Tag Archives: extension

How to Disable Animated GIFs in Chrome

I admit it: I’m a huge fan of the animated GIF. Don’t worry, though – I’m not going to embed any in this post, because the chances of you wanting to see an animation after reading that headline are slim.

There’s nothing wrong with the GIF image file, itself – it’s just that when frames are spliced together into a single GIF file, the resulting animation may be jarring to some (especially when used as a web page background).

In most browsers, you can simply tap the ‘Esc’ key to halt the sequence (since turning off support for GIFs altogether is never advised). Google Chrome, however, doesn’t currently support such a feature – so, until that happens within the browser itself, there are a few Google Chrome Extensions you might try using:

If you care to test any one of these scripts, here’s a page with a simple animated GIF to try. Did the extension work for you?

I was prompted to assemble this post after one too many people complained that they didn’t want to see any more animated GIFs cluttering up their Google Plus experience. They may still appear in My Google+ Profile from time to time, but that shouldn’t stop you from following me (especially with these extensions installed).

Research Web Pages Smarter with Scrible

If you’re a fan of Evernote, you’re going to love Scrible. This simple-to-use bookmarklet will make your research SO much easier. It doesn’t matter if you’re trying to find something for school or work… Scrible will be able to help you mark what you need in a way that makes sense to you. It may only be in beta form right now, but I have yet to find any real “issues” with it after using the service for a few hours tonight.

There’s nothing to install or download, and you can choose to use it as either a bookmark right on your toolbar or as a browser extension. To use as a bookmarklet, simply drag it to your browser’s bookmark toolbar. To use Scrible as an addon, follow the steps provided for your browser of choice.

As you can see from my screenshot, you have several different options available to you once you click to open Scrible. Highlight text just as you would with those little yellow markers on a physical page. Click on the color changer, choose a color and highlight any words you want to change the color of. Underline, bold, italicize or even strike through any text you decide needs to stand out a little more. Click the little note button to add notes to the website – anywhere on the page – and even choose which color you want them to be. You can place tiny little sticky notes everywhere!

When you are finished marking up the page, you aren’t really finished. If you choose to sign up for a free account, you can now save your annotated web page to your Scrible account online, making it simple to retrieve later. Additionally, you can quickly send an email copy of what you’ve done to yourself or anyone else… right from the bookmarklet. Best of all, there’s no chance of losing your work accidentally. If you attempt to close or change the page before saving a copy, a nice warning box will pop up asking if you really want to navigate away without saving.

You won’t have to head to the website to sign in each time you use Scrible: click the login button on the left end of the toolbar. When you’re finished and want it out of your way, click the large X at the right side. And of course, you can drag and drop Scrible anywhere on the page at any point in time.

This, my friends, is web research done right. Grab Scrible for yourself and let me know in the comments what you think!

WeatherBug Chrome Extension: Weather Done Right


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Marques is here this week talking about the very VERY cool WeatherBug Chrome extension. WeatherBug has been a community and Gnomedex supporter for years, and we’re always happy to take a look at what they’re doing. They’ve outdone themselves, though. This extension has some seriously awesome features, including live local weather conditions, detailed forecasts, severe weather alerting, maps and cameras right from your browser.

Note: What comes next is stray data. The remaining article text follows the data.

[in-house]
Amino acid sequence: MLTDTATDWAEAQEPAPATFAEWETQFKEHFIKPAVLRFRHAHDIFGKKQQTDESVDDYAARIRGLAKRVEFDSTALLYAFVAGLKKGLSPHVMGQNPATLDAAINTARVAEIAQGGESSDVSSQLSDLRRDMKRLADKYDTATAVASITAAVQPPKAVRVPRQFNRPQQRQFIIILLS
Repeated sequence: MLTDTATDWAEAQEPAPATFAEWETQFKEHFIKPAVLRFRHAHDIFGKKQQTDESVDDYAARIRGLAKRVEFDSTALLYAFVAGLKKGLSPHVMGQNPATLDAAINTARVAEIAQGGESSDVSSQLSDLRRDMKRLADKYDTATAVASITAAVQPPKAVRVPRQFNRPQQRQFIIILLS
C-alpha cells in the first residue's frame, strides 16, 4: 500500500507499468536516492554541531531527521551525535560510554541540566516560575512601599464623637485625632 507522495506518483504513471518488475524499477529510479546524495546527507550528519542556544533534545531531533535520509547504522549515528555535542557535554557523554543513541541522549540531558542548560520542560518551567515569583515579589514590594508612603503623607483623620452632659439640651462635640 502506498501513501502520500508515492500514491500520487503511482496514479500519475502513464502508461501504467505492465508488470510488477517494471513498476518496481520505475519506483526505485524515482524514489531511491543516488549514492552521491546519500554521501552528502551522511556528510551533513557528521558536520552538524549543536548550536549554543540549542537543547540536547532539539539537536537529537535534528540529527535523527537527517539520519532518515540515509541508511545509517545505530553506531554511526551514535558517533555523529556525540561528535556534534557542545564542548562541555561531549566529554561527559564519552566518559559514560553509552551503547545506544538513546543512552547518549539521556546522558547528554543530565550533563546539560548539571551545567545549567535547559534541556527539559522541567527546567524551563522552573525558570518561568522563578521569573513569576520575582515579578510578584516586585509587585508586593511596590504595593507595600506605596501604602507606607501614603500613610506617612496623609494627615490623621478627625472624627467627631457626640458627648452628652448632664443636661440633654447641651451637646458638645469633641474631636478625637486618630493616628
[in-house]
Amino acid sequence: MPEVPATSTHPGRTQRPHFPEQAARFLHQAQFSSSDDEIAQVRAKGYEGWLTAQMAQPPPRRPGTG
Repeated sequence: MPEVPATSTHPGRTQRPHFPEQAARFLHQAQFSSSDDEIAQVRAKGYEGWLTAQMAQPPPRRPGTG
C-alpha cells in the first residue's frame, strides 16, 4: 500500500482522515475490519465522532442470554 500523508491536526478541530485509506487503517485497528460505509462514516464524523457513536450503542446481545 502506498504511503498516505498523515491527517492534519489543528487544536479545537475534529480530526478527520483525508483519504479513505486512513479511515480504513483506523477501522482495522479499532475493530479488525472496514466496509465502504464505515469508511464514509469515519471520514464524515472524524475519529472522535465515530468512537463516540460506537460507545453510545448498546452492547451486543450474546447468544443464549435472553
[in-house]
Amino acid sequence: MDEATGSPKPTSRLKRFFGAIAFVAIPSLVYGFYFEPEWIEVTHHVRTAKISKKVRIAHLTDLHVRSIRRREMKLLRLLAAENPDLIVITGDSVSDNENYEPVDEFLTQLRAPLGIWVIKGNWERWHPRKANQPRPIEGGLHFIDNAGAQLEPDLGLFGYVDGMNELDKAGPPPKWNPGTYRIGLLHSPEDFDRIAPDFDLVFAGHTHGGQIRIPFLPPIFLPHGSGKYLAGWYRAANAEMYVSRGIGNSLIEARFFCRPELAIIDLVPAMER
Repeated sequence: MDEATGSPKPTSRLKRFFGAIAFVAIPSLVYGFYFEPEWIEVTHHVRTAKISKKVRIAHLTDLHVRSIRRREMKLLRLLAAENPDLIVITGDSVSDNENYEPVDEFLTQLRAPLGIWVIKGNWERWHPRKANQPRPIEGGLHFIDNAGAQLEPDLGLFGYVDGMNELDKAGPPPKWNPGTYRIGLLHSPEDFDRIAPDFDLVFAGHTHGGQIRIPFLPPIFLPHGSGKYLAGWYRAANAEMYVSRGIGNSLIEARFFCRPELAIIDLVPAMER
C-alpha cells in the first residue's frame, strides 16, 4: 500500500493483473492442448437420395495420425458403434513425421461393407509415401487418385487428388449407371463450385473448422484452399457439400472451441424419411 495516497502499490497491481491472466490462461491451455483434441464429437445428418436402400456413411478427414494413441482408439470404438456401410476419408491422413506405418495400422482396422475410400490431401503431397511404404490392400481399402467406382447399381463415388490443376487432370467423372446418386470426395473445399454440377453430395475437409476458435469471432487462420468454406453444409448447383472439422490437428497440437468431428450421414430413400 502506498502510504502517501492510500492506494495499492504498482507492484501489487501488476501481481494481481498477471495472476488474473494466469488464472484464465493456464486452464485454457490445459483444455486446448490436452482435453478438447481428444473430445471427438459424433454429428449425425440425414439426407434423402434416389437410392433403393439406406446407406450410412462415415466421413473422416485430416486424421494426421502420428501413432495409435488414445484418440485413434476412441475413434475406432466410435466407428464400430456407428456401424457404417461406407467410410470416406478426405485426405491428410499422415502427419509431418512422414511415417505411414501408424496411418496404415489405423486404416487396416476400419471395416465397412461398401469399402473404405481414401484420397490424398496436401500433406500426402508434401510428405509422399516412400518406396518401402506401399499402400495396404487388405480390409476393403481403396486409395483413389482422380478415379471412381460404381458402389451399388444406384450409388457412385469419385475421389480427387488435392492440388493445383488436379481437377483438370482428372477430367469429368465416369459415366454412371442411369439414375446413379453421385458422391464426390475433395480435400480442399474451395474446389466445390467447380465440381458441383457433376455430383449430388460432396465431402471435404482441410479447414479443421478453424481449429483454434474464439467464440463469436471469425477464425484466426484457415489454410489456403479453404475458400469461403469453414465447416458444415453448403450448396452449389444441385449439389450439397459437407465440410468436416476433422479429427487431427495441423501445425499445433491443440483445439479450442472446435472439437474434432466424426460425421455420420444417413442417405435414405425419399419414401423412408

The visuals are really good in this Extension. You can add as many cities as you like to check current weather quickly in several locations. Change the metering system and even check out some live cameras.

When the live cameras are enabled, you can switch through nearby locations to see where it may be storming. If you live somewhere that doesn’t get any snow, why not check out the live cams in places that are having a blizzard? You can enjoy the action as it is happening.

I have to agree with Marques that this is an excellent addition to your Chrome install, even if it is supposedly only a “beta” version. Well done WeatherBug – and Marques.

How to Shorten a URL Within a Browser


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Matthew is here this week to show off a very cool Google Chrome extension which is built on the Bit.ly platform. It helps you quickly – and easily! – shorten any URL in a matter of seconds… without having to go to a different web page or tab.

  • Shorten, share and track links with bit.ly, right from your browser!
  • Preview metrics and page titles for bit.ly and bit.ly Pro links before you click them.
  • Receive instant notifications about your trending bit.ly links.
  • Shorten links on Twitter with a single click.
  • See a feature that’s missing? Request it

If you have trouble after installation, you should note that Chrome doesn’t allow execution of content scripts on pages that are already open. The team recommends restarting Chrome immediately after installing the extension.

If you are a Firefox or Internet Explorer user, you can check out the cross-browser sidebar.

Thanks, Matt, for an excellent screencast tip!

Organize Your Life With Quick Note


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This week, Marques is showing off one of his favorite Chrome Extensions: Quick Note. It’s such a simple way to organize yourself, remind yourself and keep yourself sane.

As of right now, you can only save notes locally to your own machine. However, the team behind the Extension is working to bring Cloud functionality into the swing of things. This will allow you to sync your Notes with services such as Diigo, Dropbox, box.net, Google docs, and Evernote.

Quick Note is simple to use. It loads instantly, as a notepad should. It boasts one-click access to all of your Notes, instant search to find what you need and the ability to add something new right within the app or via a right-click menu.

What note-taking/keeping program or app do you use?

Bring Chrome to Your iPhone

The Chome to iPhone Extension allows you to send text selections, links, and images directly to your Apple device. You can do this with the Extension’s button within the Chrome Extensions menu, or with a contextual menu within Google Chrome. It allows you to set up multiple devices so they can receive the information this Extension is sending them. It also allows you to set up multiple Chrome installs in different PCs. This is very useful to someone who has more than one machine.